Investigation report: Boeing 757 escape slide falls off during flight

Crown copyright
Crown copyright

A plane’s escape slide fell off at 3,000 ft as it was approaching Gatwick Airport.

The Boeing 757-300 was making an unscheduled return to Gatwick after a problem during takeoff.

A report by the Air Accident Investigation Branch (AAIB), published yesterday (Thursday August 13), said the incident happened aboard a Thomas Cook flight from Gatwick to Egypt on October 31 last year.

Several minor issues are thought to have combined to loosen the slide release mechanism as the plane was taking off.

The plane was on the ground, travelling at about 70 knots (80.6 mph) when the cockpit instruments showed that the right over-wing escape slide container was not secure.

With no sign that the slide had actually come loose, the crew continued with their takeoff - as recommended by the Boeing quick reference handbook. However, after consulting their airline, they decided to return to Gatwick.

The pilot circled around for 40 minutes, with landing gear, flaps and airbrakes deployed to burn off excess fuel and get the plane down to a normal landing weight before taking it back to Gatwick.

As the plane descended to 3,000 ft, some of the cabin crew and passengers heard a number of bangs or felt the airframe shuddering. Two passengers reported seeing a white object falling from the right hand side of the aircraft.

It was later discovered that the object was the emergency slide, which had struck the body of the plane and one window before it fell.

On final approach, the pilot noticed that the autopilot seemed to be having trouble keeping the wings level.

He switched off the autopilot and took control. Although he could control the aircraft, he reported that it needed a ‘significant amount of left aileron’ to stop the plane rolling to the right.

This issue has been noticed before in cases where the slide carrier has opened in flight. The quick reference handbook recommends reduced flap settings to manage the problem while coming in to land, but only in cases where the slide has come loose but is still attached.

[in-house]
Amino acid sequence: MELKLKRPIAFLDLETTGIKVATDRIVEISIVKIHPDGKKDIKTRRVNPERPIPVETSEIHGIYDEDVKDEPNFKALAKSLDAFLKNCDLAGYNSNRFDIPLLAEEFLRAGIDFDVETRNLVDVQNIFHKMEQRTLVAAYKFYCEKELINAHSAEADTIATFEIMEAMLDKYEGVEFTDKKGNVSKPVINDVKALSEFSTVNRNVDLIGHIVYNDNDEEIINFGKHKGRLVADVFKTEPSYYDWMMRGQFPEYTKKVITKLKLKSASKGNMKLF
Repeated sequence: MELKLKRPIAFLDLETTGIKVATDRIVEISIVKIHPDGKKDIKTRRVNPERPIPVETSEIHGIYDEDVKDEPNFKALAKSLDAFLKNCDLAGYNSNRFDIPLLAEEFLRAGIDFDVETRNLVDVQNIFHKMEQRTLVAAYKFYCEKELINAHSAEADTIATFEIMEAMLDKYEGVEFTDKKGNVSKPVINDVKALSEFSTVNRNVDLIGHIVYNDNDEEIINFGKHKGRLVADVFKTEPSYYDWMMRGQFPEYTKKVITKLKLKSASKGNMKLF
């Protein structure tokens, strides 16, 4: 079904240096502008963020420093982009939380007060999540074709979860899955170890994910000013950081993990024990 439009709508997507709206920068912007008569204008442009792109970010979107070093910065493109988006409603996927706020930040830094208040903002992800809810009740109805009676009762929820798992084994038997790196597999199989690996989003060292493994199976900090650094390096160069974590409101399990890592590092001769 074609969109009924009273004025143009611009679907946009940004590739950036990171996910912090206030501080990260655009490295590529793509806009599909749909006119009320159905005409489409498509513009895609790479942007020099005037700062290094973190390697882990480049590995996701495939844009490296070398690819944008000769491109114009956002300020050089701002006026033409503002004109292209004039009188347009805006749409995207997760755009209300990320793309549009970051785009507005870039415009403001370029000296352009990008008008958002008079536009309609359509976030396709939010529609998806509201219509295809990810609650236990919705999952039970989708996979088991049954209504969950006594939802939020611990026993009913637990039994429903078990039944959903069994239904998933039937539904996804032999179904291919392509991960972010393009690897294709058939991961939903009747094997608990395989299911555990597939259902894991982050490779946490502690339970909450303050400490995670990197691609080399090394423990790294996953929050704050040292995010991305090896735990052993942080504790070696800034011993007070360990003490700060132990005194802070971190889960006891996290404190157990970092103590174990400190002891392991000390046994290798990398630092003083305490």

Boeing have now been advised to update the handbook to extend this advice to any 757-300 with a wing slide alert warning showing.

The plane landed safely. The slide itself landed in a tree, and was later recovered by the investigators.

Investigators discovered that a crank handle which controls the panel latches had moved to the release position.

The report said it was likely that someone had accidentally moved the handle slightly out of position, so that a slight additional factor could move it the rest of the way.

The AAIB found that a component missing from one of the flaps, and another that was loose, would have caused increased vibration on the plane.

“It is possible that the flap system vibration and resonance resulted in a gradual movement upwards of the crank handle over a period of time to the point whereby it allowed the slide carrier and panel to open with its locking devices in the released condition,” it said.

“Once open, it was in the air flow with the slide itself now no longer restrained within its pack. Thus it eventually unravelled in the slipstream flailing about against the fuselage until its attachment material failed allowing it to detach and fall to the ground.”

Safety improvements, which were already being brought in when the incident happened, include alignment markings on the panel, which will make it easy to spot if the crank handle is slightly out of position.

During the investigation, it emerged that airlines and airport fire crews do not use a universal system to identify the various exits from a plane.

This could cause a serious problem during an emergency evacuation if, for example, fire crews needed to warn cabin staff not to use a particular exit.

The AAIB has now recommended that the European Aviation Safety Agency and other air safety regulators should bring in a standardised system.

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